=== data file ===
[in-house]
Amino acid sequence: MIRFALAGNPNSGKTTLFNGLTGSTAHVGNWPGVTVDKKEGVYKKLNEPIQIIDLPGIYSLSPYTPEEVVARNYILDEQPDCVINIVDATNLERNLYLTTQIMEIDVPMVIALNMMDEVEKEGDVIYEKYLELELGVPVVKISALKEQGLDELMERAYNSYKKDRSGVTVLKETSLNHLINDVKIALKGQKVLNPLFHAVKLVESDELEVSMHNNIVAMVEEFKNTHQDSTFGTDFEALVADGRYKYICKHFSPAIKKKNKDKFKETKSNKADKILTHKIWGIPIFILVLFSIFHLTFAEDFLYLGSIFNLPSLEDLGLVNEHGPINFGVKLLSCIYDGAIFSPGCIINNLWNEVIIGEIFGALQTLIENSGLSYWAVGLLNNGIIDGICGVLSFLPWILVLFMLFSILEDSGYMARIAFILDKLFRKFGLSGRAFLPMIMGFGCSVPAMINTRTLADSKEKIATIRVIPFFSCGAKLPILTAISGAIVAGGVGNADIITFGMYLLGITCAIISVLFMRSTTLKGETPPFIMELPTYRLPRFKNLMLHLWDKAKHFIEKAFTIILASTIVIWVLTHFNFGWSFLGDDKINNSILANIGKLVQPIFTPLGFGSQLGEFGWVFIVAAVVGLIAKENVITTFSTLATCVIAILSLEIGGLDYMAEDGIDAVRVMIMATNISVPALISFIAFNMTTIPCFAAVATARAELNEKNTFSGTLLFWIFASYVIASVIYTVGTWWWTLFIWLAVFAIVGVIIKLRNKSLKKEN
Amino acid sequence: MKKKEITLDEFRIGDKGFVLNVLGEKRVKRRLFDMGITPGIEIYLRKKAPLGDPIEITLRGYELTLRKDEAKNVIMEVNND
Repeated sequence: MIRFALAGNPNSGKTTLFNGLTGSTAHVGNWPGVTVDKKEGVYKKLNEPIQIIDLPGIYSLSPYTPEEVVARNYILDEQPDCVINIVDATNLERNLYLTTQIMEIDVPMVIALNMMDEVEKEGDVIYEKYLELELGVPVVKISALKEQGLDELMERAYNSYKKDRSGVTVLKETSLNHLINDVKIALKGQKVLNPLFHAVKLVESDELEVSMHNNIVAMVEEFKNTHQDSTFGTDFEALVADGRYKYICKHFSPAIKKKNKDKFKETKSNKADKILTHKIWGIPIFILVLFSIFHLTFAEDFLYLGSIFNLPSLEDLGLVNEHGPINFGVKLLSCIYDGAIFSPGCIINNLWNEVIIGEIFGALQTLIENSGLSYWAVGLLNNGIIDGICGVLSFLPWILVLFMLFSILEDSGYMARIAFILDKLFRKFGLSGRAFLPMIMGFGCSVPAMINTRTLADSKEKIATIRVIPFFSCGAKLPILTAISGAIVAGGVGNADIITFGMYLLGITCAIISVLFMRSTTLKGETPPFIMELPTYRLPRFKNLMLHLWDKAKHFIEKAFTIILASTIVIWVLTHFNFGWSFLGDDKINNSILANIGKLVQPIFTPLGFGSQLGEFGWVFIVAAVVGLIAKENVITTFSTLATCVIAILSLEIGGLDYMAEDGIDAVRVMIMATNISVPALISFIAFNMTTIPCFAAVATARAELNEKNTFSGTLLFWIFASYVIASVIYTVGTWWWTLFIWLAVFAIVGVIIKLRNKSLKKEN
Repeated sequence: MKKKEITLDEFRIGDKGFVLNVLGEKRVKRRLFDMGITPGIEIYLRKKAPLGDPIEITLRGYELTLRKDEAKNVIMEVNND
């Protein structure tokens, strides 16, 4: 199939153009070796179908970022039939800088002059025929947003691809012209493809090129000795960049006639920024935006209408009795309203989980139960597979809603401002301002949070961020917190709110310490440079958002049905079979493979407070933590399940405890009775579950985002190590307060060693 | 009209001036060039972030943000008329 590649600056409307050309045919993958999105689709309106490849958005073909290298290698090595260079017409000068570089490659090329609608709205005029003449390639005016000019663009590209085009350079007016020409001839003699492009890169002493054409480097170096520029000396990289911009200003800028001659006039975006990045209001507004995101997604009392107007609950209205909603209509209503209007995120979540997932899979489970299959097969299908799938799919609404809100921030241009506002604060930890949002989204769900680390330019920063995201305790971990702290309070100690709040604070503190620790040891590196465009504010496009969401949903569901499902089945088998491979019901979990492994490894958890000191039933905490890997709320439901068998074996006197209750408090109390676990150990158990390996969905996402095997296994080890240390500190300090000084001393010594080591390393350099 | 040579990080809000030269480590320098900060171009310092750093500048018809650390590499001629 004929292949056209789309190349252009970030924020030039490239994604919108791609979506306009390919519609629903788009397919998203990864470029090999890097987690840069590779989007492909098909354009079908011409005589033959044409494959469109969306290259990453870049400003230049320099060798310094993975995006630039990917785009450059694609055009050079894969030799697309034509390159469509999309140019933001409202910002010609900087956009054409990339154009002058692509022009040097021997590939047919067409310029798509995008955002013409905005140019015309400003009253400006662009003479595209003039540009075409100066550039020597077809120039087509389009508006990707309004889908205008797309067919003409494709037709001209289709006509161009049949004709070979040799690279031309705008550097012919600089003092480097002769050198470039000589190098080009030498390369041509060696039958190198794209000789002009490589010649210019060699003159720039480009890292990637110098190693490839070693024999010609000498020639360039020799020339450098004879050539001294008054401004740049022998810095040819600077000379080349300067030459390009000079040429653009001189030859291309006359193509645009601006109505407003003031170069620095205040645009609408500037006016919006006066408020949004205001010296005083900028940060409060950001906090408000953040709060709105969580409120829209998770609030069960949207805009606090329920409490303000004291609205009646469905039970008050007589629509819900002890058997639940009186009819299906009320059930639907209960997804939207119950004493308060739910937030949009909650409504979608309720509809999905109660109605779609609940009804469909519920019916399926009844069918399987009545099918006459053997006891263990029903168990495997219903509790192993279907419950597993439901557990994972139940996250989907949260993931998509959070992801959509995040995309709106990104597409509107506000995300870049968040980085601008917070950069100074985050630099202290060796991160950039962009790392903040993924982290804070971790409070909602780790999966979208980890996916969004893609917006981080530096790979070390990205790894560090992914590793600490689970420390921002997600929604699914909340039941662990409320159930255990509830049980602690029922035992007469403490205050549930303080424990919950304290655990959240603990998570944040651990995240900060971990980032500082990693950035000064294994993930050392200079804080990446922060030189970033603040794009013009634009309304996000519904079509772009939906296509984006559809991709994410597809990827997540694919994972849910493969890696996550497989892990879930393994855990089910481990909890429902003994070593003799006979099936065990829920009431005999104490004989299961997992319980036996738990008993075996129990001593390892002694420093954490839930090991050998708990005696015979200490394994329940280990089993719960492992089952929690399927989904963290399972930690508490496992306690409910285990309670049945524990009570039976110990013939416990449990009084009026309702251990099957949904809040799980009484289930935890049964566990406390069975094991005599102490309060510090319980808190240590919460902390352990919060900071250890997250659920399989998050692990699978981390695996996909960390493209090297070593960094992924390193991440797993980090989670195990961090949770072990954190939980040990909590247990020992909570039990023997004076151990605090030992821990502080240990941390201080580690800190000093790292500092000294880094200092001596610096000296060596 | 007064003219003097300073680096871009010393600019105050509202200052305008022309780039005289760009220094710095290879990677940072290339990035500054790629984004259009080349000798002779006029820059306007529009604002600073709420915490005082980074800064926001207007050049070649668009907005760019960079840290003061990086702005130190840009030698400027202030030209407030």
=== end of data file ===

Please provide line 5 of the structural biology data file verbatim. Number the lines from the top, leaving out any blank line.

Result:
Repeated sequence: MKKKEITLDEFRIGDKGFVLNVLGEKRVKRRLFDMGITPGIEIYLRKKAPLGDPIEITLRGYELTLRKDEAKNVIMEVNND